Ideological differences - Stalin vs Truman
- Politics - America was capitalist, Russia was communist.
- Lifestyle - America had freedom and a two-party democracy; Russia had secret police and a one-party state.
- Aims - America wanted Germany to recover as a trading partner; Russia wanted to weaken Germany and create a buffer zone of friendly states around Russia.
The Yalta and Potsdam conferences
Yalta and Potsdam - the basics
Yalta - February 1945: Germany was not yet defeated, so, although there were tensions about Poland, the big three - Stalin, Roosevelt and Churchill - managed to agree to split Germany into four zones of occupation, and to allow free elections in Eastern European countries. Russia was invited to join the United Nations, and Russia promised to join the war against Japan when Germany was defeated.
Potsdam - July 1945: Germany had been defeated, Roosevelt had died and Churchill had lost the 1945 election - so there were open disagreements. Truman came away angry about the size of reparations and the fact that a communist government was being set up in Poland. Truman did not tell Stalin that he had the atomic bomb.
Soviet power in Eastern Europe
Twenty million Russians died during the Second World War, so Stalin said he wanted a buffer zone of friendly states around Russia to make sure that Russia could never be invaded again.
Stalin was planning the takeover of Eastern Europe. During the war, Communists from the occupied countries of Eastern Europe escaped to Moscow and set up Communist governments in exile there. As the Red Army drove the Nazis back, it occupied large areas of Eastern Europe and Churchill in the so-called percentages agreement - agreed that Eastern Europe could be a Soviet "sphere of influence".
In the countries that the Red Army "liberated", communist-dominated governments took power. The Communists made sure that they controlled the army, set up a secret police force, and began to arrest their opponents. Non-Communists were gradually beaten, murdered, executed and terrified out of power. By 1949, all the governments of Eastern Europe, except Yugoslavia, were hard line Stalinist regimes.
In 1946, in a speech at Fulton in the USA, Churchill declared that an Iron Curtainhad come down across Europe, and that Soviet power was growing and had to be stopped. Stalin called Churchill's speech a "declaration of war". In 1947, Stalin set upComintern - an alliance of Communist countries designed to make sure they obeyed Soviet rule.
The Truman Doctrine and Marshall Plan
In 1947, two important events occured: firstly, President Truman warned the American Congress that it was America's job to contain Communism - this became known as the Truman Doctrine - and secondly, General George Marshall came up with a plan to help Europe recover from the war using American money - this became known as the Marshall Plan. In this Revision Bite, you will learn about these policies.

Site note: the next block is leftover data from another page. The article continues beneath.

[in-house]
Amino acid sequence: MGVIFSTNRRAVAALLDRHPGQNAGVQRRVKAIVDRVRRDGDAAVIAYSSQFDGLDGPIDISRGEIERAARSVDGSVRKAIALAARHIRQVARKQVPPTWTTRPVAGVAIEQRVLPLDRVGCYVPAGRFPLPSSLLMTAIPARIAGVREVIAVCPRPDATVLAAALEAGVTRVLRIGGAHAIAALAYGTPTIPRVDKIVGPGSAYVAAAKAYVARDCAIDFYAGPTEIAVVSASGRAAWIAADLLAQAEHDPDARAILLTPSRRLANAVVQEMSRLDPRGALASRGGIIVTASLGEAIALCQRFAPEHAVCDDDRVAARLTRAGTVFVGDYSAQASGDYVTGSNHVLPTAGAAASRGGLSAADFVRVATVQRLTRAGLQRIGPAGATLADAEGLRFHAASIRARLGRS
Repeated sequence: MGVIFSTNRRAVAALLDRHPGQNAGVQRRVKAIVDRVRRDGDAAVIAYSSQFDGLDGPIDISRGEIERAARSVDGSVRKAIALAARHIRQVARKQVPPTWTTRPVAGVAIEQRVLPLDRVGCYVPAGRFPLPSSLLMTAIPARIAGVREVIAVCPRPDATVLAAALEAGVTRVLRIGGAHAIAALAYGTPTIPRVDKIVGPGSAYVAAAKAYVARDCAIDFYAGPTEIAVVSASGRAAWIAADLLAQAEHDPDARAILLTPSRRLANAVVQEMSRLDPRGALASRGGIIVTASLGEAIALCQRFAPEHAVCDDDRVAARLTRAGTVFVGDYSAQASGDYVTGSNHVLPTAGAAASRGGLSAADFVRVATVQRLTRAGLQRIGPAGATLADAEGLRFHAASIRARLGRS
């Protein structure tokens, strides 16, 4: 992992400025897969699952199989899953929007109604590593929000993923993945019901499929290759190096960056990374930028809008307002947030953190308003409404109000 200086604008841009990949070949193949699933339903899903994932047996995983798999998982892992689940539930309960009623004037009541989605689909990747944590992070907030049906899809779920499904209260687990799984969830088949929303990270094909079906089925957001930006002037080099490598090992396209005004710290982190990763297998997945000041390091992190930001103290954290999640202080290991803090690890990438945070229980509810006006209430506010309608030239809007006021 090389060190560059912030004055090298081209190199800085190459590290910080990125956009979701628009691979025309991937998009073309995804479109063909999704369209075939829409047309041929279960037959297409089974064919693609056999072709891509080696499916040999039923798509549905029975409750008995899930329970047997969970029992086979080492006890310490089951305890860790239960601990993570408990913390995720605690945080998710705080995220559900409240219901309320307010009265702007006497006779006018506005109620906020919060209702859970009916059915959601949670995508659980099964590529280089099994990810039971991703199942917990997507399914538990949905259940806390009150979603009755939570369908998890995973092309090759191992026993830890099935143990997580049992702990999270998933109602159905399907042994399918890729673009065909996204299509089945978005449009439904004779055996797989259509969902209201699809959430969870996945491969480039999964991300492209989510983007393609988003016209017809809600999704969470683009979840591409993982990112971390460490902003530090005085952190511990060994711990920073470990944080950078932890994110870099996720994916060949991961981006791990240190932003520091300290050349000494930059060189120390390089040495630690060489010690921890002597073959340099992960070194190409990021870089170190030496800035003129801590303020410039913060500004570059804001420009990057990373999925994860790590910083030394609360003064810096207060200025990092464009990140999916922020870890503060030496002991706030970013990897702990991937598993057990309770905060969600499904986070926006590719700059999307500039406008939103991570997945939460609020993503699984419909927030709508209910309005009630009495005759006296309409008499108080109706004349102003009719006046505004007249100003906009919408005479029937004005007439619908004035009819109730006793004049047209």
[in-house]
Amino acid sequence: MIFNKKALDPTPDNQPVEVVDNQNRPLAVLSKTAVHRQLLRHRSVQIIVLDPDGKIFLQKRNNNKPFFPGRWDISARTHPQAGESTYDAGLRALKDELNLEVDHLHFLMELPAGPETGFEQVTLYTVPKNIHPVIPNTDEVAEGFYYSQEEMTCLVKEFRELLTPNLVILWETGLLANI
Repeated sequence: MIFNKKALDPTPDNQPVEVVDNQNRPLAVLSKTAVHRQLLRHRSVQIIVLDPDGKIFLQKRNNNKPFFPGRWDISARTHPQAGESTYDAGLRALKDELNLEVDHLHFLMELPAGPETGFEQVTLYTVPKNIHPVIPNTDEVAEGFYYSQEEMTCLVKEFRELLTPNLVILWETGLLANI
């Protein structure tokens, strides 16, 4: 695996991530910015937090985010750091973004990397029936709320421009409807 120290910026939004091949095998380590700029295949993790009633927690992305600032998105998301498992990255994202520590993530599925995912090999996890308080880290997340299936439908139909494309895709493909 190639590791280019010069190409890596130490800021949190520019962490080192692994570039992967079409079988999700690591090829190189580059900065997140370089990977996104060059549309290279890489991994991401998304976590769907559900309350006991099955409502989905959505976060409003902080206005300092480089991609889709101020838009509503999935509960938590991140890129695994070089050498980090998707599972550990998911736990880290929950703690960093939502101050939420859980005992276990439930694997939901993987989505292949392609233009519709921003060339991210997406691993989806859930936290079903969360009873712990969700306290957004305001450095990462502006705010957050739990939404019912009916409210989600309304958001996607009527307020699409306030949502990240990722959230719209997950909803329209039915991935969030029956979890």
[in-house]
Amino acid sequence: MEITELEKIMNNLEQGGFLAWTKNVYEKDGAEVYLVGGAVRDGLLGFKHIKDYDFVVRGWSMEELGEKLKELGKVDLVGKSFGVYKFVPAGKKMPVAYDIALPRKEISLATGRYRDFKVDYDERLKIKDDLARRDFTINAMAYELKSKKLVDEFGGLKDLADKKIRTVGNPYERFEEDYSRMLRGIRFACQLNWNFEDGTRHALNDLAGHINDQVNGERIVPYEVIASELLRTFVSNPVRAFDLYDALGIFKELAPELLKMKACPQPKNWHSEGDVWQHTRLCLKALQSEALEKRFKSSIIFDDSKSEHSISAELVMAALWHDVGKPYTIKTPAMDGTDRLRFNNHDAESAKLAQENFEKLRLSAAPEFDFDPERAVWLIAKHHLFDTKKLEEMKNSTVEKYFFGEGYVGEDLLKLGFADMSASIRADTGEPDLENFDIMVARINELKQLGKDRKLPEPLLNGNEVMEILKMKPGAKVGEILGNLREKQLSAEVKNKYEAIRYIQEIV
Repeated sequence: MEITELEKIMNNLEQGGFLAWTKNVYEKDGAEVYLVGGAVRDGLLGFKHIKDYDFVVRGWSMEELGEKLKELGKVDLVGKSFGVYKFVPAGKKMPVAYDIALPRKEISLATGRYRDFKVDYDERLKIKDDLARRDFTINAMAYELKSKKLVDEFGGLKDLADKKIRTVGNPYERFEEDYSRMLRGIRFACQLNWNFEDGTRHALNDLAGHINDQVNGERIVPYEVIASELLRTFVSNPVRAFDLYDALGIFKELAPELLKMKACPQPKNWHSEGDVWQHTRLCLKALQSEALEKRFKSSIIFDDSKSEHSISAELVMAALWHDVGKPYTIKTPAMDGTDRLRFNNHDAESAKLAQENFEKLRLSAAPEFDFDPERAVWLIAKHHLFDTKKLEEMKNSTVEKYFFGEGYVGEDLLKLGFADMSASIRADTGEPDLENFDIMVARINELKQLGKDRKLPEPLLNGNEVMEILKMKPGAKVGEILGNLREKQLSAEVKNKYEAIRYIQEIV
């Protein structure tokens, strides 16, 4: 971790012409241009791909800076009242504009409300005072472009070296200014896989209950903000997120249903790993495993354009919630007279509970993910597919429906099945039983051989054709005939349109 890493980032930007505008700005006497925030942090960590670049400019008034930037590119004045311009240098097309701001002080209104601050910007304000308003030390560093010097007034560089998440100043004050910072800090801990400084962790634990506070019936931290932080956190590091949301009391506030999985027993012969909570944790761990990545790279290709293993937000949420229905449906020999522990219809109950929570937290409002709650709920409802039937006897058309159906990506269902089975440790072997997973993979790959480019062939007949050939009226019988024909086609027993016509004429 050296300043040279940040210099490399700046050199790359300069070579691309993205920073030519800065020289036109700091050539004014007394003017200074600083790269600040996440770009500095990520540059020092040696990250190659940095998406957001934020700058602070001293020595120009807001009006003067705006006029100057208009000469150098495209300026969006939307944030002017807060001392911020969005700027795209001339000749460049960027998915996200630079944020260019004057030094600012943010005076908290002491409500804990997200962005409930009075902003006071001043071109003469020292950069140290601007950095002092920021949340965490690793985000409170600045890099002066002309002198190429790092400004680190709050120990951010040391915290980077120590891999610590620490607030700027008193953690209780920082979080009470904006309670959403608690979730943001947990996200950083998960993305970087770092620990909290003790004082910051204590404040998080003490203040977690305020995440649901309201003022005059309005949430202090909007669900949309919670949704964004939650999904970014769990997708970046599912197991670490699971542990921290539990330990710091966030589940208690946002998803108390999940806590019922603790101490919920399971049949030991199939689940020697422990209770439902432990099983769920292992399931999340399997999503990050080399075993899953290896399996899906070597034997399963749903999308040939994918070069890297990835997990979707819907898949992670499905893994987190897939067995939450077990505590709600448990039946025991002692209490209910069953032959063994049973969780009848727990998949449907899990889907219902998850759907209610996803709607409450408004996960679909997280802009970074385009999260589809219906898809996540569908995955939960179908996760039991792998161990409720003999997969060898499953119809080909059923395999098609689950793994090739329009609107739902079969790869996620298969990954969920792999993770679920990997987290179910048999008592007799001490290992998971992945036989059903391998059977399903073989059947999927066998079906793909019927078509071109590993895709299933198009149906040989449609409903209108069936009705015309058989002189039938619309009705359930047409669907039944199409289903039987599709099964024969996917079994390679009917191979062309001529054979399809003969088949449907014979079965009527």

The Berlin Blockade and airlift
In 1945, the Allies decided to split Germany into four zones of occupation. The capital, Berlin, was also split into four zones. The USSR took huge reparations from its zone in eastern Germany, but Britain, France and America tried to improve conditions in their zones.
In June 1948, Britain, France and America united their zones into a new country, West Germany. On 23 June 1948, they introduced a new currency, which they said would help trade.
The next day, Stalin cut off all rail and road links to west Berlin - the Berlin Blockade. The west saw this as an attempt to starve Berlin into surrender, so they decided to supply west Berlin by air.
The Berlin Blockade lasted 318 days. During this time, 275,000 planes transported 1.5 million tons of supplies and a plane landed every three minutes at Berlin's Templehof airport.
On 12 May 1949, Stalin abandoned the blockade.
The Korean War
In 1945, Korea was split along the 38th parallel between a communist north led by Kim IL Sung, and a non-communist south led by Syngman Rhee.
But communism was growing in the Far East. In 1949, the Communists had taken power in China. The US developed the 'domino theory' - the idea that, if one country fell to communism, others would follow like a row of dominoes. Then, in 1950, a report by the American National Security Council ('NSC68') recommended that the US stop containment and start to roll back communism.
- In 1950, after getting the support of Russia and China, Kim IL Sung invaded South Korea.
- The North Korean People's Army (NKPA) easily defeated the Republic of Korea's army (the ROKs).
- By September, the NKPA had conquered almost the whole of South Korea.
- The USA went to the United Nations and got them to send troops to defend South Korea.
- The Russians couldn't veto the idea because they were boycotting the UN at the time.
- In September, UN troops, led by the US General MacArthur, landed in Korea and drove the NKPA back.
- By October, the UN forces had almost conquered all of North Korea.
- In November 1950, Chinese People's Volunteers attacked and drove the Americans back.
- They recaptured North Korea, and advanced into South Korea.
- The Americans landed more troops and drove the Chinese back to the 38th parallel, where Truman ordered General MacArthur to stop and sacked him when he disagreed.
- The war went on as border clashes until 1953 when America's new president, Eisenhower, offered peace, but threatened to use the atomic bomb if China did not accept the offer.
Recently, historians have shown that the Korean crisis almost led to a third world war - many US advisers wanted to use the atomic bomb.
When Stalin died, it looked like a new era was beginning between East and West. The new Soviet leader Nikita Khrushchev advocated a peaceful co-existence - so did relations improve between East and West?
1953-1960 - changes
In 1953, Stalin died and Nikita Khrushchev became the Soviet leader. He was a jolly man, who said to prevent the most destructive war in history, there needed to be "peaceful co-existence" between the superpowers. He said Stalin was a terrible tyrant and he wanted to "de-Stalinise" Eastern Europe.
Everyone hoped that it would improve East-West relations.
It did not. In fact, the period 1953-1960 was the time of greatest danger in the Cold War. America and Russia competed with each other in the arms race, in sport, and in the space race.
international Tension (Part 2)
Why did 'peaceful co-existence' make the Cold War more dangerous?
- Khrushchev's statement that he wanted to "de-Stalinise" Eastern Europe led to anti-Soviet rebellions in 1956 in Poland and Hungary, and Khrushchev sent in Russian troops to re-establish Soviet control.
- Russia and America waged an arms race, developing H-bombs and ICBMs.